“Gravel riding, gravel racing… It’s such an amazing opportunity for people”, Mark Allen opened his ‘Monday with Allen’ YouTube series, in which the multiple Ironman World Champion talked about the benefits of gravel cycling for triathletes.
“Let me explain why”, Allen states as he starts summing up numerous reason as to why it’s good to hit the gravel roads for triathletes and cyclists. “When you’re trying to get ready for any kind of sports event. One of the things that is good to do, is to broaden your base of overall fitness. For example, if you’re a cyclist or if you’re a triathlete, you both need to get fit on a bike. If you do cycling, that is slightly different from what you do on a road bike or time trial bike, cycling that is a little more demanding in a certain way. It will help you be stronger, faster and more fit when you’re actually doing your sport of choice”, Allen explains.
“It’s different mountain biking”
He sums up a few reasons as to why gravel cycling in specific is so beneficial for triathletes. “It’s different from mountain biking. Mountain biking clearly develops your skills in bike handling. You’re on single track, up and down, you really have to concentrate on handling the bike. It’s hard to regulate your heart rate, though. It’s high and then low again. And you can crash quite easily.”
“Extra load on your legs”
Cycling on the road is also something different: “On the roads, when you’re riding the bike, you have to concentrate a lot on the traffic. If you’re on a stationary trainer: great focus, great concentration, but it’s not the real world. When you’re out there on gravel, you have an extra load on your legs that you usually don’t have when you’re on a smoother surface. You do get to work a bit on your handling, which is great. But one of the main things is: not only do you get more physical strength out of it, but you can also dial in your focus – there is no traffic first of all, so you don’t worry about that – the second thing is that most gravel riding is not super technical.”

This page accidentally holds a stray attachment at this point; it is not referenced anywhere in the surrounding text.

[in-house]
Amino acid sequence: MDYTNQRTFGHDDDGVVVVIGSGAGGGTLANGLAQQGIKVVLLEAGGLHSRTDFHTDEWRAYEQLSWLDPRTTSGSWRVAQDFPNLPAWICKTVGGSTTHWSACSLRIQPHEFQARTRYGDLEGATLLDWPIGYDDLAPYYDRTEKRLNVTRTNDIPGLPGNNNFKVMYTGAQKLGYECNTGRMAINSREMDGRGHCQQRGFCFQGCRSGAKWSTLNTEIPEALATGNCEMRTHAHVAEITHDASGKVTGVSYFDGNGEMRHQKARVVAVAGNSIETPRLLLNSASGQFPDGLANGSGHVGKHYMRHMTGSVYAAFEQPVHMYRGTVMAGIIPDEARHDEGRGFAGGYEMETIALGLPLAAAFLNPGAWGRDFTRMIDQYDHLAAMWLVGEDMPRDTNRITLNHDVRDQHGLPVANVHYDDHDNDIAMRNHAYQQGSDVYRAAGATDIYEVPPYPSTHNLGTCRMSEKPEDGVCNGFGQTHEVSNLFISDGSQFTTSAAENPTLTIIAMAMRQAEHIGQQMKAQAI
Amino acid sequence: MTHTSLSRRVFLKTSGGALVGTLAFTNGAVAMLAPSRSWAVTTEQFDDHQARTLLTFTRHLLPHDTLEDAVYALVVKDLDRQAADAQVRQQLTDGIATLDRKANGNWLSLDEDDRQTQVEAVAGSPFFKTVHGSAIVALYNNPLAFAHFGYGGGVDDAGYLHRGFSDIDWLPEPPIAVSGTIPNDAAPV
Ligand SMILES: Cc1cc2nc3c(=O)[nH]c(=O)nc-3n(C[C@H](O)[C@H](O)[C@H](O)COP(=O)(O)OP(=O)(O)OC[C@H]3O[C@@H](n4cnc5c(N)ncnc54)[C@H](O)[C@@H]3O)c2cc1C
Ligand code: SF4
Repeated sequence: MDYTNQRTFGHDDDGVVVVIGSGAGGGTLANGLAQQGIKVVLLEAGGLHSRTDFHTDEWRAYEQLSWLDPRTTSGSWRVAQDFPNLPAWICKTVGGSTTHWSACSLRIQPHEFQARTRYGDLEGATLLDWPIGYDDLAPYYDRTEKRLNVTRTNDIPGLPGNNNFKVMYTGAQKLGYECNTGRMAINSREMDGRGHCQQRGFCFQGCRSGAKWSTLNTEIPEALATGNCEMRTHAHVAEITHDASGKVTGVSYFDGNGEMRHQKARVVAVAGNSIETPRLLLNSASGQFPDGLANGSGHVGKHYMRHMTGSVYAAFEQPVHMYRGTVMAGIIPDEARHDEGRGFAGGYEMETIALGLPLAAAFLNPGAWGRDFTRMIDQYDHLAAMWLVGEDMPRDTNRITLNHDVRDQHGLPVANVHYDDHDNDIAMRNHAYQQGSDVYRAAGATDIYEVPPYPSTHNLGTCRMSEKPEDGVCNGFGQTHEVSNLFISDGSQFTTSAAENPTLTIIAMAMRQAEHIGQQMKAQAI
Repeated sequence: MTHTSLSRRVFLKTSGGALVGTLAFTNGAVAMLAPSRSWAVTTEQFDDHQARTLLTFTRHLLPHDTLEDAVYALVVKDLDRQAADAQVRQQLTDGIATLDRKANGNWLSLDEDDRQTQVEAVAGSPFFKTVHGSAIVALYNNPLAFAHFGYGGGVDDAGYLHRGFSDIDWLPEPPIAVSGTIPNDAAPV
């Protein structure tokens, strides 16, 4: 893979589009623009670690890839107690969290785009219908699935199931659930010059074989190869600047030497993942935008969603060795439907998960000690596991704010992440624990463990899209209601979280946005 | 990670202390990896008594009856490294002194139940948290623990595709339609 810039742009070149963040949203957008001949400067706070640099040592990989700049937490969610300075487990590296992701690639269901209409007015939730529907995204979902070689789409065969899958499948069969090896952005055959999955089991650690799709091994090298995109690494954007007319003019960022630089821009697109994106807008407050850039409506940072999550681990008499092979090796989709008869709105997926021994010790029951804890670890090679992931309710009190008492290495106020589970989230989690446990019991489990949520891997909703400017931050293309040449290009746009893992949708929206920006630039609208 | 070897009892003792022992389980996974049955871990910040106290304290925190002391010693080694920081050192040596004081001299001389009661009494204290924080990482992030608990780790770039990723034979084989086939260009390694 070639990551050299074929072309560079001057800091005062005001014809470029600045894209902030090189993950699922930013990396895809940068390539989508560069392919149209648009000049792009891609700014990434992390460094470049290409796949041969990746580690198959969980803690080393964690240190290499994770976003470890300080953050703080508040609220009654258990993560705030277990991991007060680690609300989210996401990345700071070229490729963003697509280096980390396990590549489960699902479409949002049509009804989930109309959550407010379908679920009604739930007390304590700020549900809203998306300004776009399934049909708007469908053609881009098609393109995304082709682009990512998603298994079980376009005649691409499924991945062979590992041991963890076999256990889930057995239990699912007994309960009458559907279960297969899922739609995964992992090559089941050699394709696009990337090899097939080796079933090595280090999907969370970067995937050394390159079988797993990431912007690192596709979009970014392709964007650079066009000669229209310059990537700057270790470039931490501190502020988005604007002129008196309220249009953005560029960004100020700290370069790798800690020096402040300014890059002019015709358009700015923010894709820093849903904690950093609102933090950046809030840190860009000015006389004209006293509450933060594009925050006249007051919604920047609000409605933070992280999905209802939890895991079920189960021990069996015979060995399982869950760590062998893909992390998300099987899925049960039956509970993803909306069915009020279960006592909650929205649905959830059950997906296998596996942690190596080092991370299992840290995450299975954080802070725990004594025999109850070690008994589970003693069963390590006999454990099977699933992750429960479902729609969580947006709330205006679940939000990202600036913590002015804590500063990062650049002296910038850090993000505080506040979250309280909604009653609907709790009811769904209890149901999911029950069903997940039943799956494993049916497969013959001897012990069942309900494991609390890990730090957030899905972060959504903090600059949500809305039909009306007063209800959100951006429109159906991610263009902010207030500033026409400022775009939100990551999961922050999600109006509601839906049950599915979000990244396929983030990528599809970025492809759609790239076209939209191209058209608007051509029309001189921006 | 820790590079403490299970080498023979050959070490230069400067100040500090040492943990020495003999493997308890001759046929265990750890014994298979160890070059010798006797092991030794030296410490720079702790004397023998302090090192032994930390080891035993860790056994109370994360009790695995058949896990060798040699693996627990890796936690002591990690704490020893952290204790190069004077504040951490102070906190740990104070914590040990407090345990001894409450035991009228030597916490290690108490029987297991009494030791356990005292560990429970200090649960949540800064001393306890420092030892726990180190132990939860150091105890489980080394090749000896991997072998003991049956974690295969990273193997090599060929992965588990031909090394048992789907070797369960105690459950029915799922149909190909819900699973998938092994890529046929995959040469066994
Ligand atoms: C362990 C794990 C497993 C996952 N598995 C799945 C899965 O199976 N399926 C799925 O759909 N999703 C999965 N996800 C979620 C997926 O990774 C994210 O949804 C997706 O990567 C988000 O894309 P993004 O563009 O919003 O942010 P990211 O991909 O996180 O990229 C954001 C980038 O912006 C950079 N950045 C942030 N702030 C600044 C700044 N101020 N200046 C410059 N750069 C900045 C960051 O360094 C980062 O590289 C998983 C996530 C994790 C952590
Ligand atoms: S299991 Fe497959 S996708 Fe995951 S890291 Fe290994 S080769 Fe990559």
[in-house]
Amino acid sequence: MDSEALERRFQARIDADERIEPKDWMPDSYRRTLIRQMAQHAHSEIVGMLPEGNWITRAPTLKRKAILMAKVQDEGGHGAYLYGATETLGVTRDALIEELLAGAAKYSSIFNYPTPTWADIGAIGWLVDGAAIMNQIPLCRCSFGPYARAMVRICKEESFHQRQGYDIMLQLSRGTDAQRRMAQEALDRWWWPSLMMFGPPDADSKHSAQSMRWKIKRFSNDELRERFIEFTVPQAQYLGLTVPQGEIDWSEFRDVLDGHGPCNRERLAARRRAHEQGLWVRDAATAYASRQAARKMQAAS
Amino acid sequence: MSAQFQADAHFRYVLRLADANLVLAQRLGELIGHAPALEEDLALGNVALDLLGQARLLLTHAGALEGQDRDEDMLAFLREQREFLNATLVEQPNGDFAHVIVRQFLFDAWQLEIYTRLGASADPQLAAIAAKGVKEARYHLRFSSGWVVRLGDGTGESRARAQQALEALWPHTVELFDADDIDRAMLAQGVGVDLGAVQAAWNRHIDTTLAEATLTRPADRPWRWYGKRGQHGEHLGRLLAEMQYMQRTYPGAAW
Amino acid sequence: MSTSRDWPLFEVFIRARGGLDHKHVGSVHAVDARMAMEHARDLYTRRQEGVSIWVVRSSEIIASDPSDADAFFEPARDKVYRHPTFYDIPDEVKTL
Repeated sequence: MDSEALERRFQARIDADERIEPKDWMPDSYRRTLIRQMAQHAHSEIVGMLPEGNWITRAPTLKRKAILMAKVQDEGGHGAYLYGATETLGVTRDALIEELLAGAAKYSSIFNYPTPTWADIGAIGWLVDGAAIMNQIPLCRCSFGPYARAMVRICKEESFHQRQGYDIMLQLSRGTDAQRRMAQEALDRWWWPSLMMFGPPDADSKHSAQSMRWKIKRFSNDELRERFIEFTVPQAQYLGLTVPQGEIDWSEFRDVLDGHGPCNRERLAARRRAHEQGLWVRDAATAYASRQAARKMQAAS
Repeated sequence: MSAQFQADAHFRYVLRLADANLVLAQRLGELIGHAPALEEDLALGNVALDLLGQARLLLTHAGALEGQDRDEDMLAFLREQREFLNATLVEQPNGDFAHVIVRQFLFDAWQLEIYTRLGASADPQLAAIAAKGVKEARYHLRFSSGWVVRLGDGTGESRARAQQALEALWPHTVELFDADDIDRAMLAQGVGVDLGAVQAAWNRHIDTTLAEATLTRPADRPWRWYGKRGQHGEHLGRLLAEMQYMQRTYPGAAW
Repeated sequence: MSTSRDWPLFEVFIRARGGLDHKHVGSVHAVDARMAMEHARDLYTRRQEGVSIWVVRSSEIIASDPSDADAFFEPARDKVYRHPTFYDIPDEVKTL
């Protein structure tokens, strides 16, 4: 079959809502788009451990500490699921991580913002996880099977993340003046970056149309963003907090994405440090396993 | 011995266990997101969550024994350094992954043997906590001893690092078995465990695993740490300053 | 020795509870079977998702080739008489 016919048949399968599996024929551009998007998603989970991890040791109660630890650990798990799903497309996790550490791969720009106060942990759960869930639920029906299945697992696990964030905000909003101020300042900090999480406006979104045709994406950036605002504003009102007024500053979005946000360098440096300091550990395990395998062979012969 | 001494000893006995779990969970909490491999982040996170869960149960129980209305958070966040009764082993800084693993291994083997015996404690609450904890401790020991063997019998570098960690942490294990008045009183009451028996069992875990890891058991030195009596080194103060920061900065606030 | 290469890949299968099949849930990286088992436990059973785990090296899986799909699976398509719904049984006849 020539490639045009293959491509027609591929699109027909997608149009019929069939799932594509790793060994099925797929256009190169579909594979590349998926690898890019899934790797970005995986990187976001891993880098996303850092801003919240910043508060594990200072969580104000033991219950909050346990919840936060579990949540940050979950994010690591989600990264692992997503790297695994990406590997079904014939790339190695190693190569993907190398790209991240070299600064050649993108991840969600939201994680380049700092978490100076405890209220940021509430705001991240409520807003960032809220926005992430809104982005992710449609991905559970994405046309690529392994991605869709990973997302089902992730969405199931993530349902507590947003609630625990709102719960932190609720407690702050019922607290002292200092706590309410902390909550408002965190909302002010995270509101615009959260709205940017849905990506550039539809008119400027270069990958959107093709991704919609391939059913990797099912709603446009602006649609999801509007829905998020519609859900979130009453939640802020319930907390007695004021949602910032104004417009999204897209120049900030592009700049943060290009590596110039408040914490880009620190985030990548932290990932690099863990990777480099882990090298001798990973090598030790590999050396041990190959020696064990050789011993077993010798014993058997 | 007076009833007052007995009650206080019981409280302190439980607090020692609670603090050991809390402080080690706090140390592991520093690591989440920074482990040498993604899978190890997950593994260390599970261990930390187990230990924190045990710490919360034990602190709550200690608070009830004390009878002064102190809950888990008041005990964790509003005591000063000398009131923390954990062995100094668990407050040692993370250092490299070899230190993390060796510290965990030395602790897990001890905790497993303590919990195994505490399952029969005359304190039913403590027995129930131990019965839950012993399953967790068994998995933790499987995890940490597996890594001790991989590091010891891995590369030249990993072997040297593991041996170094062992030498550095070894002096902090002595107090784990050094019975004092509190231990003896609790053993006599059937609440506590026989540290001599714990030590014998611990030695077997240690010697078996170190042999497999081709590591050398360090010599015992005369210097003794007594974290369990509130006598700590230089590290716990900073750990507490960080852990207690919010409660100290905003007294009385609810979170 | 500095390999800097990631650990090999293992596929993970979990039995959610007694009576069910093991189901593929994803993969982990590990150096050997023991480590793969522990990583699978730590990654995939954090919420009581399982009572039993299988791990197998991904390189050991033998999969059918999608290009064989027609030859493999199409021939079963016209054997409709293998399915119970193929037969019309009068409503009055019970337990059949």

“Push through areas where you didn’t think you could go harder”
Without distraction from traffic and with the roads not being too technical, you can find a rhythm, a focus, Allen continues: “You can really experience your body and how different effort levels feel to you. How you can push through areas where you didn’t think you could go any harder.”
The six time Ironman World Champion (1889-1993, 1995) explains he wished he would have known of travel cycling while he raced as a pro. “In 1999 I did an off-road mountain bike race and an off-road triathlon in Chile and on Eastern Island. It was a combo trip. The mountain bike race was a several stage race; all on mountain bikes, but all gravel, nothing technical about it. For three days we were in that rhythm of going really hard; we didn’t have to worry about traffic, and got in the load on the legs, and we could dial in that steady focus that you need to stay on task when you’re out there in a race.”
“Enhance your strength”
When Allen raced the off-road triathlon later, it helped him put these things together in triathlon. “That year, later in the year. I won the Ironman by the biggest margin ever in my career. I beat Scott Tinley by 9:30 minutes. Was it just from those particular races? No, but it sure added to it. You have the opportunity now. USA Triathlon just announced a series of gravel races at variant distances, more or less Olympic Distance. If you have the opportunity: check them out, do them. It will totally enhance your strength and ability to cycle when you’re out there actually doing a time trial in a triathlon.”
And, Allen concludes with a joke: “It’s also a great excuse to get a new bike…”